Over the course of time, a number of different form factors have been used for the Ultrabay. These are usually not cross-compatible, but see below for more details. Current ThinkPads use either the Serial Ultrabay Slim (accommodates drives up to 9.5 mm high) or the Serial Ultrabay Enhanced (accommodates drives up to 12.7 mm high). See Ultrabay Devices for a list of all Ultrabay devices.
Keep in mind that not all ThinkPads with an Ultrabay have a mechanism to eject the Ultrabay device from it, some don't even have one. Those models that do not have such a mechanism, would require manual intervention to eject the drive.
|Serial Ultrabay Slim||-||-||-||-||-||-||-||-||-||yes||yes|
|Serial Ultrabay Enhanced||-||-||-||-||-||-||-||-||-||-||yes|
- no support for hot swapping
- UltraBay Thick
- a thicker version of the original UltraBay to support a CD-ROM drive
- UltraBay II
- supports hot swapping
- UltraBay FX
- no support for hot swapping, only warm swapping2; combined floppy drive and optical drive found in the 390, 390E, and the 390X
- supports hot swapping; frame, rectangular bezel with beveled lower edge
- Ultrabay 2000
- supports hot swapping (except in ThinkPad Dock I); frame, cutout lower right corner of the bezel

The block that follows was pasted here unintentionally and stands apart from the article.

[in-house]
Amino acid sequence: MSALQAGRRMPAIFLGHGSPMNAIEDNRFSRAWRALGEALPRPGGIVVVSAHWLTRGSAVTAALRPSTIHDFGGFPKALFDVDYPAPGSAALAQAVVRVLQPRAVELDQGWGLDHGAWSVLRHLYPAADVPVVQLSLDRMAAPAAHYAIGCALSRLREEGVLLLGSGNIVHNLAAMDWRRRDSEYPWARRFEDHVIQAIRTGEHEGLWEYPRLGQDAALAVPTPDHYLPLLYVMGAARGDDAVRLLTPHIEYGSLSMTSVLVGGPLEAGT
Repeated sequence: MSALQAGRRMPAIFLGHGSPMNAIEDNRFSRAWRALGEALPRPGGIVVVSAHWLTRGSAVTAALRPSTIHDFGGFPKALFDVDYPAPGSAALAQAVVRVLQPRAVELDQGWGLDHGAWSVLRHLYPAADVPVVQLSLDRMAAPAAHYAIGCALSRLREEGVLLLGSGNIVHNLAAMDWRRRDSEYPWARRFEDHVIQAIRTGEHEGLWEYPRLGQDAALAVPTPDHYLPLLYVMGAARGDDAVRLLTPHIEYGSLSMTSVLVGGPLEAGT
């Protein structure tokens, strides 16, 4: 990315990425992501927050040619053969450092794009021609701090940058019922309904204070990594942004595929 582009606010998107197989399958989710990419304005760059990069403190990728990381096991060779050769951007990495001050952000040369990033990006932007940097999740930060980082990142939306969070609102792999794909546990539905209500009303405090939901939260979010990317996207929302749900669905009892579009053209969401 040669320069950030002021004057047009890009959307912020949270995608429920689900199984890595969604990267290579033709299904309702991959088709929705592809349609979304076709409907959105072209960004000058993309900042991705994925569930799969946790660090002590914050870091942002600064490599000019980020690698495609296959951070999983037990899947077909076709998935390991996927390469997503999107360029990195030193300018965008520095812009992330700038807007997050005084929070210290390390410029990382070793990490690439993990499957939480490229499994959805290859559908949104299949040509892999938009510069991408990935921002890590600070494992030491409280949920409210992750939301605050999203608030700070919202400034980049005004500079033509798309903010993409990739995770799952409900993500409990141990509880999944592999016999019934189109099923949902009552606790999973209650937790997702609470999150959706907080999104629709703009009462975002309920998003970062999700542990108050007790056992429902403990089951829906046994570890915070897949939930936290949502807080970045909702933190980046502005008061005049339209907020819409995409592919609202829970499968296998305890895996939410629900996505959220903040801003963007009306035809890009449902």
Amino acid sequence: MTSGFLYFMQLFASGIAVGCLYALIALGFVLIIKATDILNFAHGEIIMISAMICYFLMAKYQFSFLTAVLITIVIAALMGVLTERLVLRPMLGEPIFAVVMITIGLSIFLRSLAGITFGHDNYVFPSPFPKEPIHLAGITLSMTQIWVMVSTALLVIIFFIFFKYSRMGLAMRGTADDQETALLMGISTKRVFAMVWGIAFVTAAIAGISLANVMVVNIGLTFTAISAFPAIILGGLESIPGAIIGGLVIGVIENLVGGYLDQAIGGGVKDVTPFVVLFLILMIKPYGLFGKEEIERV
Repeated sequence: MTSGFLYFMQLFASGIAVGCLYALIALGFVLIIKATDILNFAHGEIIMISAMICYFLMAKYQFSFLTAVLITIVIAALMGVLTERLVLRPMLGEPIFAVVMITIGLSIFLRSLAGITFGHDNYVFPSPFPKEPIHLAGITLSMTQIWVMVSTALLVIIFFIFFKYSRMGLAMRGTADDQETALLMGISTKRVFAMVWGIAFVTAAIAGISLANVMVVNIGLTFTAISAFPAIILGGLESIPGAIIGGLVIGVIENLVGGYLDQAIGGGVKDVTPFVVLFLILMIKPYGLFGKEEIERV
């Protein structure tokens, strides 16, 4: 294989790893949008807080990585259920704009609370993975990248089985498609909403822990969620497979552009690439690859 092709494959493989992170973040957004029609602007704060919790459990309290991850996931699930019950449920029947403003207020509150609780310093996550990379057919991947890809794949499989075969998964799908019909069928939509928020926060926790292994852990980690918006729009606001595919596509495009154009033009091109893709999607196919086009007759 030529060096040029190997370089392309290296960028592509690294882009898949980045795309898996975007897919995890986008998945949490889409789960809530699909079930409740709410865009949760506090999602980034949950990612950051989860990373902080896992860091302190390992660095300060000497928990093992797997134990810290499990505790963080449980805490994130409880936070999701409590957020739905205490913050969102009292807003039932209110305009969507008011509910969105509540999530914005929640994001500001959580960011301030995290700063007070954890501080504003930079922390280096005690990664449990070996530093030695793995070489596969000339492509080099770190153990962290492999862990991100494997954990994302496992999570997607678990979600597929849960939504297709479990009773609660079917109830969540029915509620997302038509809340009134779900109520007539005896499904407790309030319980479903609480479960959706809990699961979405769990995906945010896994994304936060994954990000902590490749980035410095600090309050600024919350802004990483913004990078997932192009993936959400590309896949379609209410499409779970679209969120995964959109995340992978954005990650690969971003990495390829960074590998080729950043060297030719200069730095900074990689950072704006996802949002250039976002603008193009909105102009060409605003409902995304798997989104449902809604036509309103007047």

- Ultrabay Plus
- identical to Ultrabay 2000, but can take the Ultrabay Plus Device Carrier which in turn can hold the Ultrabay Plus Cradle for the WorkPad C500 or the Ultrabay Plus Numeric Keypad
- Ultrabay Slim
- supports hot swapping, also uses a proprietary 50-pin connector which isn't compatible with any standard IDE JAE50 optical drive; frame cutout lower right corner of bezel. earlier parts have beveled lower edge, and has a different battery connector from the 'Advanced' Lenovo 60 series
- Ultrabay Enhanced
- identical to Ultrabay Slim, it's just thicker (12.7 mm compared to 9.5 mm for Ultrabay Slim)
- Serial Ultrabay Slim
- identical to Ultrabay Slim, uses a MicroSATA connector; supports Ultrabay Slim battery, but not in models supporting slice battery attached to the bottom of the laptop, e.g. T410/T510 (even then there seems to be some mechanical difficulties—see discussion); some versions with a flat bezel, some versions with beveled lower edge
- Serial Ultrabay Enhanced
- identical to Ultrabay Enhanced, uses a MicroSATA connector; Serial Ultrabay Slim devices do work fine, but they don't fit properly and (may) disconnect upon movement; see the Serial Ultrabay Slim notes about battery
The pinout switching is done by the BIOS and hardware, so that it is completely transparent to the operating system.
- Floppy drives are supported by the standard floppy driver.
- ZIP drive support is possible through the ide-disk driver.
- IDE hard disks and optical drives are supported by the ata_piix or older ide-disk driver in the linux kernel.
- Batteries are automatically handled by the hardware, but can be controlled further by using tp_smapi.
- UltraBay Plus devices should be handled by the USB subsystem, but if the actual devices are is not known.
- IBM originally used the spelling "UltraBay" with a capital letter 'B' but later switched to "Ultrabay" with a lower-case 'b'.
- According to IBM, warm swapping is basically hot swapping but instead, it has to be done in Suspend mode under Windows 95 or 98.